U.S. Consumption Patterns – The Last 100 Years

Be sure to check out the Economic Research Service’s recent report which tracks the last century of our country’s consumption trends.

As you can see, consumption of grain-based products has increased significantly over the past 30 years:


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Per the article:

Between 1972 and 2008, per capita availability of flour and cereal products increased from a record low 133 pounds per person to 196.5 pounds. The expansion reflects ample cereal stocks, strong consumer demand for a variety of breads, growing popularity of grain-based snack foods and other bakery items, and increased eating out that includes products served with buns, dough, and tortillas.

Also, meat consumption – especially chicken – has substantially increased during this time period:


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But what’s hidden in this increase is a concurrent – and indirect – increase in grain consumption. This is primarily due to the development of large livestock processing centers where the animals are fed a diet that is almost entirely grain-based.

And when it comes to fruit, more and more Americans are consuming it in processed forms:


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Ditto with eggs – along with a big surge in cheese consumption:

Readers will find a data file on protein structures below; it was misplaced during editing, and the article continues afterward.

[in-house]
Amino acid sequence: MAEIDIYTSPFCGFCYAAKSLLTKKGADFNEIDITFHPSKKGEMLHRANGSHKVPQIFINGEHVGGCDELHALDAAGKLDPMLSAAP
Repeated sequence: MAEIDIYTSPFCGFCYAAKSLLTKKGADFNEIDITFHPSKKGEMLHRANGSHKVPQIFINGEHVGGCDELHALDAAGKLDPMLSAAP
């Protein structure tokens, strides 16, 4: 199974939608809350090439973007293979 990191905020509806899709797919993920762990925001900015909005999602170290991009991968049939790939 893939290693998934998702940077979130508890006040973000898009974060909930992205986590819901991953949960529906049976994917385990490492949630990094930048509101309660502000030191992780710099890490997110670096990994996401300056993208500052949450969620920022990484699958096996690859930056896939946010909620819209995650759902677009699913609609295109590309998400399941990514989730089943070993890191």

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Here are the bottom line statistics:


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And the ERS’ conclusions?

Adjusting for spoilage and other losses reduces the estimated number of calories available in 2005 from 4,000 per person per day to 2,705, up from 2,172 in 1970. Supersizing of food portions by food processors, eating places, and cookbook authors accounts in part for the increasing amount of loss-adjusted available calories since 1970. Comparing servings to Federal dietary recommendations shows that Americans eat too many servings from the grains and meat, eggs, and nut groups, and too few servings of vegetables, dairy products, and fruit, assuming a 2,000-calorie diet.

I agree with a lot of this. Americans consume too many grain-based products and too many foods that are highly processed (fruit, eggs, meat, etc.). But this analysis essentially recommends the following for the average American:

- Decrease grain consumption by 23%
- Decrease meat consumption by 17%
- Increase vegetable consumption by 43%
- Increase dairy consumption by 43%
- Increase fruit consumption by 100%

The problem with these recommendations is that they are based upon USDA/HSS Guidelines and the current food pyramid – all of which are the products of scientists, nutrition experts, staff members, and consultants with specific political and research agendas.

And just as important, many of these individuals are subjected to intense lobbying efforts from a variety of food industries.

The key is, we already know we eat too many grains, sugars, and processed foods for our own good. But while the quantities we consume are important, far more critical to our overall health is the quality of the foods we consume.

Remember: you can “tweak” the mix of the foods you consume all you want – but if it’s all unhealthy food it’s still 100% garbage.

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